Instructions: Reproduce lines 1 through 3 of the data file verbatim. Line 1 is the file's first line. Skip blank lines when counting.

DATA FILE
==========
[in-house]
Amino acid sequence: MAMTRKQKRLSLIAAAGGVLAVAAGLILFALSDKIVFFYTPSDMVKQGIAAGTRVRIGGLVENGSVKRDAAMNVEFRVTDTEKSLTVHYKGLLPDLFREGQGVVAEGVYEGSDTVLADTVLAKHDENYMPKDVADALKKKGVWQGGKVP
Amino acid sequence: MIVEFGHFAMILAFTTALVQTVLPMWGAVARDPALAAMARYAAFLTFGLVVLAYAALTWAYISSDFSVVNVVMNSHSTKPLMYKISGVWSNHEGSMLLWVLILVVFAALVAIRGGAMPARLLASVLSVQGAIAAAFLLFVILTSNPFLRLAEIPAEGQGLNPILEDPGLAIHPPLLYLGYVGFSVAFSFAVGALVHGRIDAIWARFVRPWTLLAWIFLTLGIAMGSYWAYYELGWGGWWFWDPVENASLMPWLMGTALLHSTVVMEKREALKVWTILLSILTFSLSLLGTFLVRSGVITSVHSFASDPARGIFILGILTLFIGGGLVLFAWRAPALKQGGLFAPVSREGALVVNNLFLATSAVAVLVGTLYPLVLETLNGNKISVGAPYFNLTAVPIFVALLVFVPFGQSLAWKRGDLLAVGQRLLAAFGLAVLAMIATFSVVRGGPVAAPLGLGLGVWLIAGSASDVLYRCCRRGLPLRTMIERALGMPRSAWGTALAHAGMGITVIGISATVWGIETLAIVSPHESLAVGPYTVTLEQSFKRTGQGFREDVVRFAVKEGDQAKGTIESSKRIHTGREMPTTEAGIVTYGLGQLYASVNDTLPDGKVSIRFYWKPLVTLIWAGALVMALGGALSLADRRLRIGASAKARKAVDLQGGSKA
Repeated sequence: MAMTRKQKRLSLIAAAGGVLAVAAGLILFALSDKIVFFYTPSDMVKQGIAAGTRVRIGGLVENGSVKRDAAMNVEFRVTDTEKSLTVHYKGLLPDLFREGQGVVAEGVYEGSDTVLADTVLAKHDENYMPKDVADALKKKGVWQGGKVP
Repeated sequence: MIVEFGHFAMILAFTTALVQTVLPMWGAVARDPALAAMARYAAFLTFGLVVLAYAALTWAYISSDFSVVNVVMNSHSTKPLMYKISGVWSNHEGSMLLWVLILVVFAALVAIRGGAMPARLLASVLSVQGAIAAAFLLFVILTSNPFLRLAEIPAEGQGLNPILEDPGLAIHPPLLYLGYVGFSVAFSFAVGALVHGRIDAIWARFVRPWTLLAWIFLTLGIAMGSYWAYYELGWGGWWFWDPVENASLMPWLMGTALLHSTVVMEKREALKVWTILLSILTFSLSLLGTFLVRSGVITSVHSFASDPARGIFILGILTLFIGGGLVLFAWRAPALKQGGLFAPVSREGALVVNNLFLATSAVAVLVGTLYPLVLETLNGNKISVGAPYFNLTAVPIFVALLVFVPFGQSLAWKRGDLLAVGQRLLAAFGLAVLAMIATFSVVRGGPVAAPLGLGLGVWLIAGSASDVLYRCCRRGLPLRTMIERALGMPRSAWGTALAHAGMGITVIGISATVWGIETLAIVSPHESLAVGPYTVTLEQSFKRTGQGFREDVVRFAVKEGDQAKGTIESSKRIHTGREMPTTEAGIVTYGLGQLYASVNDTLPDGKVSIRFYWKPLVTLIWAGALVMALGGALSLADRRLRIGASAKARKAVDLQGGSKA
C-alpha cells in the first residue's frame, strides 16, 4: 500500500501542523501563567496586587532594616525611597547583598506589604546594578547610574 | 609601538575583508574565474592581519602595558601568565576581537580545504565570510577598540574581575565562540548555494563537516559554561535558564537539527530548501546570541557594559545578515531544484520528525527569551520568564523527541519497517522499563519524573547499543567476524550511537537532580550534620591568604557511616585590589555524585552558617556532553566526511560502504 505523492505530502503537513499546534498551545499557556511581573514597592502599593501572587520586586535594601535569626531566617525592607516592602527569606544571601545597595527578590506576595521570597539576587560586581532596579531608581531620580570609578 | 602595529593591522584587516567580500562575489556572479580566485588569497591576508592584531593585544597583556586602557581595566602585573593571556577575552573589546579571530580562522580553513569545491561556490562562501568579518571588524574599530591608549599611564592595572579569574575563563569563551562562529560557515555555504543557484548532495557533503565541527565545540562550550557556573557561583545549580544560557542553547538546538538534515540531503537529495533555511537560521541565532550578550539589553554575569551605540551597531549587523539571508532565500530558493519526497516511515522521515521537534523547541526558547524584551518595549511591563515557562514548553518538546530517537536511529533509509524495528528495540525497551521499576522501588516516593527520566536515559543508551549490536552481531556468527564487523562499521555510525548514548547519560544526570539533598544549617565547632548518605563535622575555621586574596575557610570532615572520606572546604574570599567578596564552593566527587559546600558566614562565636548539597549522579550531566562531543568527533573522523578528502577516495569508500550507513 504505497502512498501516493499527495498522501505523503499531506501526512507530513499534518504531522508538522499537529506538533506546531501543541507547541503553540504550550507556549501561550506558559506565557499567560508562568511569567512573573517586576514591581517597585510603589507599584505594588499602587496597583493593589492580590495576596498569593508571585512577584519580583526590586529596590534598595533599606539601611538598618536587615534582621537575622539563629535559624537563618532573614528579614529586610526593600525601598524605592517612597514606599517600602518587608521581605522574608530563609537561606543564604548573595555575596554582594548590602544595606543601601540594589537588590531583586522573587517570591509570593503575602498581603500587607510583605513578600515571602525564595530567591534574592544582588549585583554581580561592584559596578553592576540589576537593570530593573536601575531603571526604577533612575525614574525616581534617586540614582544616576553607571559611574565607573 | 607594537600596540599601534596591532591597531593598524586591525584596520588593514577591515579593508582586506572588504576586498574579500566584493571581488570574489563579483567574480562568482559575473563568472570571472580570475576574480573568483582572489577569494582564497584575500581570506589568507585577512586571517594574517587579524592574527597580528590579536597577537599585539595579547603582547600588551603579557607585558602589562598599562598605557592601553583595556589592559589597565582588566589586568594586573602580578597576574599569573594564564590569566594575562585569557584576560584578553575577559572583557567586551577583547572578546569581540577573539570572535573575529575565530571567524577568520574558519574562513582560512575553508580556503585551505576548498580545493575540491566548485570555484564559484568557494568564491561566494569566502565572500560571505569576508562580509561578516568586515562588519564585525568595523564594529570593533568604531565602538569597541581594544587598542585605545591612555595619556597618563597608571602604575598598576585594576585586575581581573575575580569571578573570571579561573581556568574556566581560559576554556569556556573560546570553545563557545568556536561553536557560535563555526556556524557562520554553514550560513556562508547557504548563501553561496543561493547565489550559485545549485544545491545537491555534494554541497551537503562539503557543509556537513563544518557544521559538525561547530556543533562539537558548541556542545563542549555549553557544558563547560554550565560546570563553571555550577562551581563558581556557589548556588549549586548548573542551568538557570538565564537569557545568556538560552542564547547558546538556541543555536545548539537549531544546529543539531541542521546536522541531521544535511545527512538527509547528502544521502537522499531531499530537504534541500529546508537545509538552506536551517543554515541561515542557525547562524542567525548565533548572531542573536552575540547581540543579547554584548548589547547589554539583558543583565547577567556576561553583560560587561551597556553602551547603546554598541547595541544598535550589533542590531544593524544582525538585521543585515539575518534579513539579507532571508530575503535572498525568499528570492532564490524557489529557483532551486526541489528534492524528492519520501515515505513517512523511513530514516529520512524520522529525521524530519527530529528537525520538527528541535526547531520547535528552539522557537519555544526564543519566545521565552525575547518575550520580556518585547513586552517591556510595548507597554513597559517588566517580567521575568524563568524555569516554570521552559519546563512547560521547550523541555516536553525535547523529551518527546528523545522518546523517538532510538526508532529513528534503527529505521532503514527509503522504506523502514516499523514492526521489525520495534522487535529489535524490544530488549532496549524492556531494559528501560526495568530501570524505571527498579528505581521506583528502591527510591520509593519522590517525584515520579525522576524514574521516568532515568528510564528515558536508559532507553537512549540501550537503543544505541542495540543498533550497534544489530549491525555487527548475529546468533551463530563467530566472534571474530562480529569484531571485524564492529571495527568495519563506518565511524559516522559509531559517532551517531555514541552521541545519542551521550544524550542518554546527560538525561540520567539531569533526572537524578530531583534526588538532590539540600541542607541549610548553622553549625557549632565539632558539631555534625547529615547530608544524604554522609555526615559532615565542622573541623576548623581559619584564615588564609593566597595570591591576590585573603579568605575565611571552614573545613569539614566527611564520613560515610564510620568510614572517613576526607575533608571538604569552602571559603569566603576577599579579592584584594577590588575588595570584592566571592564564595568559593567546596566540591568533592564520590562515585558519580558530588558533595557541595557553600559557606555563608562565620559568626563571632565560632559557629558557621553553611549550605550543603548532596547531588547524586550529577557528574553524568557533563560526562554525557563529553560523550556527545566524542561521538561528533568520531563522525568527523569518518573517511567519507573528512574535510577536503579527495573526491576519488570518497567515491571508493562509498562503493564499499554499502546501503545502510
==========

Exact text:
[in-house]
Amino acid sequence: MAMTRKQKRLSLIAAAGGVLAVAAGLILFALSDKIVFFYTPSDMVKQGIAAGTRVRIGGLVENGSVKRDAAMNVEFRVTDTEKSLTVHYKGLLPDLFREGQGVVAEGVYEGSDTVLADTVLAKHDENYMPKDVADALKKKGVWQGGKVP
Amino acid sequence: MIVEFGHFAMILAFTTALVQTVLPMWGAVARDPALAAMARYAAFLTFGLVVLAYAALTWAYISSDFSVVNVVMNSHSTKPLMYKISGVWSNHEGSMLLWVLILVVFAALVAIRGGAMPARLLASVLSVQGAIAAAFLLFVILTSNPFLRLAEIPAEGQGLNPILEDPGLAIHPPLLYLGYVGFSVAFSFAVGALVHGRIDAIWARFVRPWTLLAWIFLTLGIAMGSYWAYYELGWGGWWFWDPVENASLMPWLMGTALLHSTVVMEKREALKVWTILLSILTFSLSLLGTFLVRSGVITSVHSFASDPARGIFILGILTLFIGGGLVLFAWRAPALKQGGLFAPVSREGALVVNNLFLATSAVAVLVGTLYPLVLETLNGNKISVGAPYFNLTAVPIFVALLVFVPFGQSLAWKRGDLLAVGQRLLAAFGLAVLAMIATFSVVRGGPVAAPLGLGLGVWLIAGSASDVLYRCCRRGLPLRTMIERALGMPRSAWGTALAHAGMGITVIGISATVWGIETLAIVSPHESLAVGPYTVTLEQSFKRTGQGFREDVVRFAVKEGDQAKGTIESSKRIHTGREMPTTEAGIVTYGLGQLYASVNDTLPDGKVSIRFYWKPLVTLIWAGALVMALGGALSLADRRLRIGASAKARKAVDLQGGSKA